Author Topic: Best Pizza Ovens  (Read 3780 times)

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Offline americanpizzagrill

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Best Pizza Ovens
« on: February 26, 2014, 06:37:55 PM »
I acquired a 20 year old pizza establishment recently and would like to replace the pizza oven we have. The pizza oven we have is a huge conveyor oven. I don't like it because it breaks down often, it seems like it wastes a lot of energy (the kitchen gets really hot), and needs to be replaced anyways.
We are located on a US territory and serve primarily tourists. I'm not sure what kind of pizza we sell, but it's definitely NOT a NY thin-crust pizza - I think we sell "regular pizzas" (I know i'm clueless, that's why i'm here to learn more about pizzas). We would like to maintain the same consistency in terms of the aesthetics and taste of the pizza.
We serve anywhere from 50-75 pizzas a day.
I think we need a deck - it seems like most pizza establishments use decks.
Also, in terms of reliability and energy costs (which are both very important due to our location), decks seem to have the advantage over a conveyor.
I'd like to know more.
From that inquiry, I need to find out the best brands. Our budget is $5,000-$10,000.
We really want to get the best bang for the buck.
Thank you all!  ;D

First Inquiry: Conveyor or Deck?
Second Inquiry: What are the most well-known brands?


Offline Chaze215

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Re: Best Pizza Ovens
« Reply #1 on: February 26, 2014, 07:24:10 PM »
With all due respect, why did you buy an establishment when you admit to being "clueless"?
Chaz

Offline PizzaGarage

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Re: Best Pizza Ovens
« Reply #2 on: February 26, 2014, 09:59:08 PM »
I prefer decks for sure.

In your price range you can find excellent reconditioned deck ovens.  The two brands you would be look at are blodgett and bakers pride.

Each use "stone" decks of their own unique material, temps up to 650.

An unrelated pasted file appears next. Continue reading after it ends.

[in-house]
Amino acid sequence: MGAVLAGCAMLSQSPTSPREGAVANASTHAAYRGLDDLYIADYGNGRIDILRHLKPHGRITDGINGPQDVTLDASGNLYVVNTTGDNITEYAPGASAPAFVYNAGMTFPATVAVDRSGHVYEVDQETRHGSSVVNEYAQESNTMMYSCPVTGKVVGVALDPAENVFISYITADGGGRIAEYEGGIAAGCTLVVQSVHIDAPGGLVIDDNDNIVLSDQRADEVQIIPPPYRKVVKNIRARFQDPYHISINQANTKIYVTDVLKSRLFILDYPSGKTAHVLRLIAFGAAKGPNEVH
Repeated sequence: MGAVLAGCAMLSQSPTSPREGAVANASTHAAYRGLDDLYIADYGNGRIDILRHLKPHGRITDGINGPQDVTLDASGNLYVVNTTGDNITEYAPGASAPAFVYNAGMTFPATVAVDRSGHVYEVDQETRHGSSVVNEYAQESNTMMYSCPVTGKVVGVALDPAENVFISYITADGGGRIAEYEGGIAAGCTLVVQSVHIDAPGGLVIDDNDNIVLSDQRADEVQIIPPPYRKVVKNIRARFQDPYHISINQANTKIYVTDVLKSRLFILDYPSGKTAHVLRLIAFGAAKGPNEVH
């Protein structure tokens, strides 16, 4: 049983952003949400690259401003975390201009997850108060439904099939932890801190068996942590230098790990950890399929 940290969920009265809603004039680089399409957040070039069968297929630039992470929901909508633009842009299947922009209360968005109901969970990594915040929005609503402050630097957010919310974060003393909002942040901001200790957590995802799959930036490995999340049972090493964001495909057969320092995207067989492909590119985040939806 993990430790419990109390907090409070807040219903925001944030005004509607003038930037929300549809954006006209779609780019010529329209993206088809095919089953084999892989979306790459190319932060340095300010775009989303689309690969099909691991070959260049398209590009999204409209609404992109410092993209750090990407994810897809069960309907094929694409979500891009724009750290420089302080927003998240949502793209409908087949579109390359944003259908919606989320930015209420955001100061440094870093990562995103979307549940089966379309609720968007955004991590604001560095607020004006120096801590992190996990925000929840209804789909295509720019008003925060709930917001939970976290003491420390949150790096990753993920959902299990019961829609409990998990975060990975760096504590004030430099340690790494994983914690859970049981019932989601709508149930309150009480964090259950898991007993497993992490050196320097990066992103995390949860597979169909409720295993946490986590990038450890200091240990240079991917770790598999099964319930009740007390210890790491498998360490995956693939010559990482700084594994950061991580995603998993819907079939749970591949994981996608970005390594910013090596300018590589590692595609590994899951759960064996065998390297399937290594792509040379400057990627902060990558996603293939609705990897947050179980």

For future capacity, look at the blodgett 1060 or bakers pride y620.  At your volume ( really depending on the lenght  of rush hour) look at a double stack 1060 or y602. 120,000 btu each deck.  On slow days just run one deck.  Easy to find at right around $10,000.  I am a blodgett fan myself, both are excellent ovens and will service your pizza place well.


Offline americanpizzagrill

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Re: Best Pizza Ovens
« Reply #3 on: February 26, 2014, 11:01:49 PM »
With all due respect, why did you buy an establishment when you admit to being "clueless"?

Hi, I can clarify this for you.
I am clueless when it comes down to the many different styles of pizza making. I am asking advice from presumably experienced pizza makers, so, I anticipated they would ask me what kind of pizza that I am trying to serve, which I do not have an answer for.
To further clarify, I purchased this establishment because it's been around for a long time and was sold in its entirety - meaning, I purchased all the machinery and employees. I am good at business, and admittedly, not so good with pizza making because this is new to me. I hope this answers your question.
I'd really appreciate some of your help!

Offline americanpizzagrill

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Re: Best Pizza Ovens
« Reply #4 on: February 26, 2014, 11:07:14 PM »
I prefer decks for sure.

In your price range you can find excellent reconditioned deck ovens.  The two brands you would be look at are blodgett and bakers pride.

Each use "stone" decks of their own unique material, temps up to 650.

For future capacity, look at the blodgett 1060 or bakers pride y620.  At your volume ( really depending on the lenght  of rush hour) look at a double stack 1060 or y602. 120,000 btu each deck.  On slow days just run one deck.  Easy to find at right around $10,000.  I am a blodgett fan myself, both are excellent ovens and will service your pizza place well.